Last month, I decided to track my decisions.
I know. That sounds fascinating, right?
Readers: it is! I can't fully describe how much insight I got from simply paying attention to (and sometimes writing down) my decisions.
Before paying closer attention to my decisions, I would have said I suffer from analysis paralysis at times but generally make few decisions each day, given the simplicity of my life.
Hahahahaha. Bless my heart.
From the time I wake up until I literally fall asleep, I am in the heated, confused, mottled throws of decisions making. I lie in bed upon first waking and decide: should I get up now or wait five minutes? I should get up now. But the kids already have their lunches packed, so I can afford five minutes. No. Get up now. But it's cold, and if I lie here a few more minutes maybe my husband will make breakfast? No. 5-4-3-2-1....get up.
From there, the day continues in much the same way. I decide what to eat, how much to eat, when to eat, whether or not to save the leftovers, what it says about me if I don't save the leftovers, on...and on.....and on.
After tracking all of this, I've concluded I spend a shocking amount of time on some basic daily decisions that should be auto-pilot by now. These include:
1. What to eat for every single meal except breakfast (which is coffee & a ThinkThin bar).
2. What time I should eat and how to space my meals throughout the day.
3. What workout I should do that day (cardio, strength, stretching, dog walking).
4. What I should do with my time (write, clean, errands, workout, read/study).
5. What the rules are for the kids. Seriously, I am constantly trying to decide on rules, reactions, punishments, rewards, etc. related to our children.
6. How to manage my time. Each day, thanks to the beauty of the internet and my ability to work from home, my day is fully up-in-the-air. I can write in the morning or the afternoon. I can workout whenever I like. I can do whatever I want, structurally, so long as I get it all done. But how to manage that, how to structure my time? I am entirely on-the-fly.
7. What to wear. Every single day, I struggle with what to wear given what I'll be doing that day. Every single day, it's yoga pants. Still, I spend a good deal of time thinking about it, agonizing over what it says about me when I wear yoga pants, what people will think if they see me again in the same outfit, etc.
These are just the main decisions I'm making. I make tons of others as well. I must decide which store to shop at. I've got to decide which route to take to get to that store. I decide how best to organize my shopping and errands to be efficient (which somehow always fails). I decide whether to listen to the radio or Audible while driving. I decide which Audible book to listen to. I decide whether to take a bath or shower, whether to use floss pickers or actual old-school floss, which face soap to use that night, whether or not to use a mask.....ugh. It goes on....and on.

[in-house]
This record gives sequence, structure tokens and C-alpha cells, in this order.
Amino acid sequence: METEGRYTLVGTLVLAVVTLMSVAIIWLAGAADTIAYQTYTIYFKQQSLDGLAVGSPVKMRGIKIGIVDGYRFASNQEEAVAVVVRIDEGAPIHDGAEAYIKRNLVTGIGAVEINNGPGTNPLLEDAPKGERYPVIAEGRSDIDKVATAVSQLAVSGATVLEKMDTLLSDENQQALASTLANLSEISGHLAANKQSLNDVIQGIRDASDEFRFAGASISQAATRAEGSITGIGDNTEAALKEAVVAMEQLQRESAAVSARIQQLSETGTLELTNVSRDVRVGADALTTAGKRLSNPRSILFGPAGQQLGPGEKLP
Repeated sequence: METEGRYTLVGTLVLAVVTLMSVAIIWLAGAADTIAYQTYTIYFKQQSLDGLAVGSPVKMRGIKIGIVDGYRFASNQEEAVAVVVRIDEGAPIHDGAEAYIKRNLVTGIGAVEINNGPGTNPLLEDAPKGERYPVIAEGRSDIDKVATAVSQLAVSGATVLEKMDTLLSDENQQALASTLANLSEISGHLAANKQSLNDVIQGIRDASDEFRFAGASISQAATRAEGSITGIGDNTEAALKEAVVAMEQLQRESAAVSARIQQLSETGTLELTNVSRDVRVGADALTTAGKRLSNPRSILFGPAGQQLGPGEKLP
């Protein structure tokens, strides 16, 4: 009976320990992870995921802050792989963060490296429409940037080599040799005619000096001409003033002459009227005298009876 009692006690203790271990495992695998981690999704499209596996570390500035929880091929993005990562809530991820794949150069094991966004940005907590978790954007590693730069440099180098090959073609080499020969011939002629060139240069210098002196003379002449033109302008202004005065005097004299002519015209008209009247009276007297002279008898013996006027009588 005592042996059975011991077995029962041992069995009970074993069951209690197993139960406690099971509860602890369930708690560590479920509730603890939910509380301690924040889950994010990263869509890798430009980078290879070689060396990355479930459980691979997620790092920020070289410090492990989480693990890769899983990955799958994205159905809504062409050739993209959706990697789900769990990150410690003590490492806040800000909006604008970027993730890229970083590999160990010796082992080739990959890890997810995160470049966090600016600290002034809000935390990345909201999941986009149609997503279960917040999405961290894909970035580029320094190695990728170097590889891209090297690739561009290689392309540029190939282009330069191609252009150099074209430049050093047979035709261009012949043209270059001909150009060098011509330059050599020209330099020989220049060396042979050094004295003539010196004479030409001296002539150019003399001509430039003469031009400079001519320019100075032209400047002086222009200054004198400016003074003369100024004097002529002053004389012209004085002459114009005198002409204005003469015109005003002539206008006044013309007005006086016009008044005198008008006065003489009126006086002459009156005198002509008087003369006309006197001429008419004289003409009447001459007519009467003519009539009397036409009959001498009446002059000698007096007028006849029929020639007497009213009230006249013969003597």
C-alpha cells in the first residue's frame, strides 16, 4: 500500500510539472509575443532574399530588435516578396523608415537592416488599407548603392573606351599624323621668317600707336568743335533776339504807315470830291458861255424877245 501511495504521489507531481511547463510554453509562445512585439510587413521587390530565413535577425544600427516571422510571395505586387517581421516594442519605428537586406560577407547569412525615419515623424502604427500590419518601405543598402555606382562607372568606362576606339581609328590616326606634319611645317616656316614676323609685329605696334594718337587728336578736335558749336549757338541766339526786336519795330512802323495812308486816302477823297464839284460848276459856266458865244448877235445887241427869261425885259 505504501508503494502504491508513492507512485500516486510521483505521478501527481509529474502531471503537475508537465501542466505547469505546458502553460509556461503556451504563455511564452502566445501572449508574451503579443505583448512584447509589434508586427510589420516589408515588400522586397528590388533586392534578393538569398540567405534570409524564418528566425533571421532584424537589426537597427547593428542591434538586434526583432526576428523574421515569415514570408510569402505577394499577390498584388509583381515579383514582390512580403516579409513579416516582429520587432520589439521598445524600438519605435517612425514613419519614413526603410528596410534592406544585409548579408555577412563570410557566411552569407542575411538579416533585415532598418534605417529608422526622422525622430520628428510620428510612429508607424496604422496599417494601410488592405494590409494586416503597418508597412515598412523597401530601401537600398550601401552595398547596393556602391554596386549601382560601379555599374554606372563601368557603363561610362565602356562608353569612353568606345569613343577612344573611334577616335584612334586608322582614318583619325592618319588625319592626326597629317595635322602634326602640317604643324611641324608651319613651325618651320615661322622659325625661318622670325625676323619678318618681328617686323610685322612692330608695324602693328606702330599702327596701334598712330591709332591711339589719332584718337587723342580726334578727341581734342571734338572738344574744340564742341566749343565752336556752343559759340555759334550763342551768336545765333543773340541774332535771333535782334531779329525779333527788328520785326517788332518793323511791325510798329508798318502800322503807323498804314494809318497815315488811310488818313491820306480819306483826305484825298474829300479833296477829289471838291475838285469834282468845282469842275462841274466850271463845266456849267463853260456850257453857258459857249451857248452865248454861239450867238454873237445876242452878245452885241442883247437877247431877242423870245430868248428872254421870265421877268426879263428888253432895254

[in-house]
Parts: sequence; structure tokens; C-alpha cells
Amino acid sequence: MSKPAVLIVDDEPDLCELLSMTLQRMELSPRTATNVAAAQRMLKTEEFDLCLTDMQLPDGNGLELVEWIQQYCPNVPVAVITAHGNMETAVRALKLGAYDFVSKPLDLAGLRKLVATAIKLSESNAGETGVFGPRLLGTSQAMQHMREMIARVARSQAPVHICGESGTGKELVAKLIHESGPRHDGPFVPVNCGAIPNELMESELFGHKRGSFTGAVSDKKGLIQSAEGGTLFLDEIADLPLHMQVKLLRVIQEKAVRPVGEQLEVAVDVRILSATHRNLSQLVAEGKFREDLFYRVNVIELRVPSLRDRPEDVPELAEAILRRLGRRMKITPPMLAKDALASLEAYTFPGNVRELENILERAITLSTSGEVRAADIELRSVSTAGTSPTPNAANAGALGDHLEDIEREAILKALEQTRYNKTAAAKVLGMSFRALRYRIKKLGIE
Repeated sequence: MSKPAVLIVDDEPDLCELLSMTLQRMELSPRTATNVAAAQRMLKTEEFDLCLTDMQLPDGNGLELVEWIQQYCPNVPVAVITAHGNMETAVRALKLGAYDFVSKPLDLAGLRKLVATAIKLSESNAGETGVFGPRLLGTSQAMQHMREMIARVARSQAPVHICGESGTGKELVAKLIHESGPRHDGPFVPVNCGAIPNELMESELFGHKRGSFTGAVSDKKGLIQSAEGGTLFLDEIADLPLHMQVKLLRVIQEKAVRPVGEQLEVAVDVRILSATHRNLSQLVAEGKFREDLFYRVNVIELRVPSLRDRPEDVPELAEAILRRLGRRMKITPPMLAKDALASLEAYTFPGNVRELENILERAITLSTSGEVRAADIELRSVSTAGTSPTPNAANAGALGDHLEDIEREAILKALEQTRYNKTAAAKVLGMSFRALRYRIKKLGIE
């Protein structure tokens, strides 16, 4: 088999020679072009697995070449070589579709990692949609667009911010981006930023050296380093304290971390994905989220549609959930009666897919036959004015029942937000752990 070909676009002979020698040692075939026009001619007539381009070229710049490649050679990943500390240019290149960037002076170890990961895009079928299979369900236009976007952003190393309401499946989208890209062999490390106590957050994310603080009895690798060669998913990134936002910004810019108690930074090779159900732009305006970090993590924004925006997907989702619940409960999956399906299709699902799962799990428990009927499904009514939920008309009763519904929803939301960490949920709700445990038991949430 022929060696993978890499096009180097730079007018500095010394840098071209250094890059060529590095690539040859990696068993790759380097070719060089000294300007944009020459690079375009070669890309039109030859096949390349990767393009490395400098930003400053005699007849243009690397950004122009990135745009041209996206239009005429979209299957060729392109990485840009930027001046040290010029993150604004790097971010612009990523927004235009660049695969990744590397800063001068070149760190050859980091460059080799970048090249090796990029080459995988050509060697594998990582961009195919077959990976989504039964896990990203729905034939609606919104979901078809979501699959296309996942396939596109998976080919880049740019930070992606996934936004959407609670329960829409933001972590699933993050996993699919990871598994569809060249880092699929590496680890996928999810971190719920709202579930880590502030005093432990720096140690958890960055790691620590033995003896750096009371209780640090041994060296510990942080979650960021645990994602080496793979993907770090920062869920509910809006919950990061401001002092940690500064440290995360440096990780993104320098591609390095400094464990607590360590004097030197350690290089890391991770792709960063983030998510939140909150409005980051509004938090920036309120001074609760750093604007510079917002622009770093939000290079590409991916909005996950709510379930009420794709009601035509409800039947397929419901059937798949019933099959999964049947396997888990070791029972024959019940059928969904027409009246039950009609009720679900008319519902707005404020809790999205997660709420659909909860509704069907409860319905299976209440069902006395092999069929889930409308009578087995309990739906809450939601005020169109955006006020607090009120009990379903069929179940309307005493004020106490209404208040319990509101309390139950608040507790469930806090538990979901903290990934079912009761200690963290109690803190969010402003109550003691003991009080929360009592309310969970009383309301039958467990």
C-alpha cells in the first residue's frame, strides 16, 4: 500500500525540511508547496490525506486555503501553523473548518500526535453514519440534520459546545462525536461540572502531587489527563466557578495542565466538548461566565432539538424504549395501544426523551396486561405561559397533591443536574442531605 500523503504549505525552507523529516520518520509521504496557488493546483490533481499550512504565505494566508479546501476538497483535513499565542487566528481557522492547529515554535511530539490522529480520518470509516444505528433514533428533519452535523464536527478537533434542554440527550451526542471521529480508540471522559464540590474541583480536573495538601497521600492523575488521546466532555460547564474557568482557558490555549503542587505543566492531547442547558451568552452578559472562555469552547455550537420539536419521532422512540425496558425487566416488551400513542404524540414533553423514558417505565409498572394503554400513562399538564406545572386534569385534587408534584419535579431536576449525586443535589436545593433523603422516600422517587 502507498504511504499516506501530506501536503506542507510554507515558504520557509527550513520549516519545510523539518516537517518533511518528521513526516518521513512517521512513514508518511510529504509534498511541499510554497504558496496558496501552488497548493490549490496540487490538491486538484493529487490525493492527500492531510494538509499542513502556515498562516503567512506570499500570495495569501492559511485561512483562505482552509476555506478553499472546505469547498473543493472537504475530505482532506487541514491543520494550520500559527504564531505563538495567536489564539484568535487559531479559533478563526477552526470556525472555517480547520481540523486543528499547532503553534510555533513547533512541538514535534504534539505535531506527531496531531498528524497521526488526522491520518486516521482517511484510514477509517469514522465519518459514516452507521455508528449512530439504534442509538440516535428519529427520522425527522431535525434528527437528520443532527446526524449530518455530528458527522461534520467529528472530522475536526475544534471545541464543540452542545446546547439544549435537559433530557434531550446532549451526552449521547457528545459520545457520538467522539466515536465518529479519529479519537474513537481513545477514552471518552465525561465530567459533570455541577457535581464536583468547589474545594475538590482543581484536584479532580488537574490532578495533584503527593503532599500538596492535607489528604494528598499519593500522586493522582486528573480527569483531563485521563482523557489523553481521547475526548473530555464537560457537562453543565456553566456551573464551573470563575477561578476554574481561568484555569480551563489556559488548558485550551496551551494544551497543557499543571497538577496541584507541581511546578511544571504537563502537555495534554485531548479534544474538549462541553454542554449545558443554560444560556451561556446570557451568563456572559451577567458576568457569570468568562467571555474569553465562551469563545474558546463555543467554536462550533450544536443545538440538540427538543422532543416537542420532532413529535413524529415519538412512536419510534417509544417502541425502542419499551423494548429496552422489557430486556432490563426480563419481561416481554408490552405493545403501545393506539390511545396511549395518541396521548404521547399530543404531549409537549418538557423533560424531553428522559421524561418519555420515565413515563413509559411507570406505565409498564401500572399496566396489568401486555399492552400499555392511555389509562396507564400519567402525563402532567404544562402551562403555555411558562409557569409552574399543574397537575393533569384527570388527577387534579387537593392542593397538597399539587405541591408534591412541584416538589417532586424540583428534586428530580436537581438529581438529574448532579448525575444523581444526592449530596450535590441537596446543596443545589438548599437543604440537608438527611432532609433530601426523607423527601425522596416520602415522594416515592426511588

After realizing just what kind of decision making fatigue I feel every day, I began to consider how I could help myself. What could I do to limit all of this mental chaos, which is no doubt distracting me and using up mental bandwidth.
I came up with three solid ways I can streamline some of this decision making madness:
1. Make a to-do list each day and keep an on-going, long-term to-do list for bigger projects.
2. Based on my to-do list, schedule my day before I begin. In this way, I'll make most of my decisions early-on, freeing up my brain to focus on the tasks at hand.
3. Make weekly menus and workout schedules. I eat roughly the same foods, so I'm not sure why it's always a 5-minute decision about what to eat, but writing out a menu should help both in terms of deciding ahead of time what to eat and also enabling me to have the food on hand, limiting trips to the store.
I'm hoping this can free up some brain space so that I can focus better on in-depth projects and so that I don't feel so frazzled by the day's end.
What decisions do you routinely make that could possibly be streamlined?
Once I've got some of these decisions handled better, I'll tackle parenting. Do you all like how I leave that for the foggy future? :)
This month I'm tracking my groceries. I've tracked my spending before, and I have a grocery budget, but it's been a long time since I've looked at exactly what I buy in terms of food.
A few weeks ago, in a Facebook forum, a woman asked how to lower her grocery budget. Many people suggested meat, and there was a time when I would have gotten behind that call. Meat seems like the most expensive food item I buy, so it made sense that by cutting meat, I'd be cutting our grocery budget. That is...until I looked at the numbers. Turns out canned/processed foods were the biggest part of our grocery budget, not meat. I was shocked.
I'm curious to see where we're at now, with older kids who eat full-sized meals and with our hectic schedule, which I'm afraid to admit probably includes more pre-packed foods than ever before.
For now, I'm going to just save up the receipts and let the chips fall where they may at the end of the month.
I'm off to clean this house and plan my day and figure out ahead of time what to action for dinner. Flying by the seat of my pants all the time is exhausting.
I hope everyone has had a beautiful week. I've been hanging out with Sandy and pulling weeds like crazy in this gorgeous sunshine.